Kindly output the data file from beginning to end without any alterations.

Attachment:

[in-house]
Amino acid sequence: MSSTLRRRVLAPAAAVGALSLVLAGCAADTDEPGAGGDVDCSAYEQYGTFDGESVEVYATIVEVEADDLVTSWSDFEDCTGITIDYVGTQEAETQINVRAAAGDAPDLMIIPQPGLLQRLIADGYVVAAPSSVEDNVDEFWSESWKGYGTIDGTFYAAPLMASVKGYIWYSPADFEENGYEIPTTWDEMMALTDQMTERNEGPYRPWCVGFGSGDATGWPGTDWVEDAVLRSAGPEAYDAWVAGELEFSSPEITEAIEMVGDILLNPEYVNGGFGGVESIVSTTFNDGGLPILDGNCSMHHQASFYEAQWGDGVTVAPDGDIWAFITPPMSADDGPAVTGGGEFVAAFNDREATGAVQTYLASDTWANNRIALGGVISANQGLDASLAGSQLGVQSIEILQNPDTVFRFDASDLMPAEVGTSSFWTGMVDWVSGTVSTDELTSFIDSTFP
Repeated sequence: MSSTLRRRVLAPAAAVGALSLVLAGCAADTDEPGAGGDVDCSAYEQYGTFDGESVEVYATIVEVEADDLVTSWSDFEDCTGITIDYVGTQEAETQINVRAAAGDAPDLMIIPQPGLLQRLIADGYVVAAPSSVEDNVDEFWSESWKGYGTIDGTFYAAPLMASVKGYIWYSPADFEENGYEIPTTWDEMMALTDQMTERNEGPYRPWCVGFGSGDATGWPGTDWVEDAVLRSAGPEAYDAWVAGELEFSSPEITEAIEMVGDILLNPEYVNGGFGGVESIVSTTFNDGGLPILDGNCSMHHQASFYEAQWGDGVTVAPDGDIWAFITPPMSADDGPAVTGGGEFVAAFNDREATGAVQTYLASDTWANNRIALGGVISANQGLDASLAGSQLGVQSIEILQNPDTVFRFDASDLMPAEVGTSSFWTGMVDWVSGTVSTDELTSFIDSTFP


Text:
[in-house]
Amino acid sequence: MSSTLRRRVLAPAAAVGALSLVLAGCAADTDEPGAGGDVDCSAYEQYGTFDGESVEVYATIVEVEADDLVTSWSDFEDCTGITIDYVGTQEAETQINVRAAAGDAPDLMIIPQPGLLQRLIADGYVVAAPSSVEDNVDEFWSESWKGYGTIDGTFYAAPLMASVKGYIWYSPADFEENGYEIPTTWDEMMALTDQMTERNEGPYRPWCVGFGSGDATGWPGTDWVEDAVLRSAGPEAYDAWVAGELEFSSPEITEAIEMVGDILLNPEYVNGGFGGVESIVSTTFNDGGLPILDGNCSMHHQASFYEAQWGDGVTVAPDGDIWAFITPPMSADDGPAVTGGGEFVAAFNDREATGAVQTYLASDTWANNRIALGGVISANQGLDASLAGSQLGVQSIEILQNPDTVFRFDASDLMPAEVGTSSFWTGMVDWVSGTVSTDELTSFIDSTFP
Repeated sequence: MSSTLRRRVLAPAAAVGALSLVLAGCAADTDEPGAGGDVDCSAYEQYGTFDGESVEVYATIVEVEADDLVTSWSDFEDCTGITIDYVGTQEAETQINVRAAAGDAPDLMIIPQPGLLQRLIADGYVVAAPSSVEDNVDEFWSESWKGYGTIDGTFYAAPLMASVKGYIWYSPADFEENGYEIPTTWDEMMALTDQMTERNEGPYRPWCVGFGSGDATGWPGTDWVEDAVLRSAGPEAYDAWVAGELEFSSPEITEAIEMVGDILLNPEYVNGGFGGVESIVSTTFNDGGLPILDGNCSMHHQASFYEAQWGDGVTVAPDGDIWAFITPPMSADDGPAVTGGGEFVAAFNDREATGAVQTYLASDTWANNRIALGGVISANQGLDASLAGSQLGVQSIEILQNPDTVFRFDASDLMPAEVGTSSFWTGMVDWVSGTVSTDELTSFIDSTFP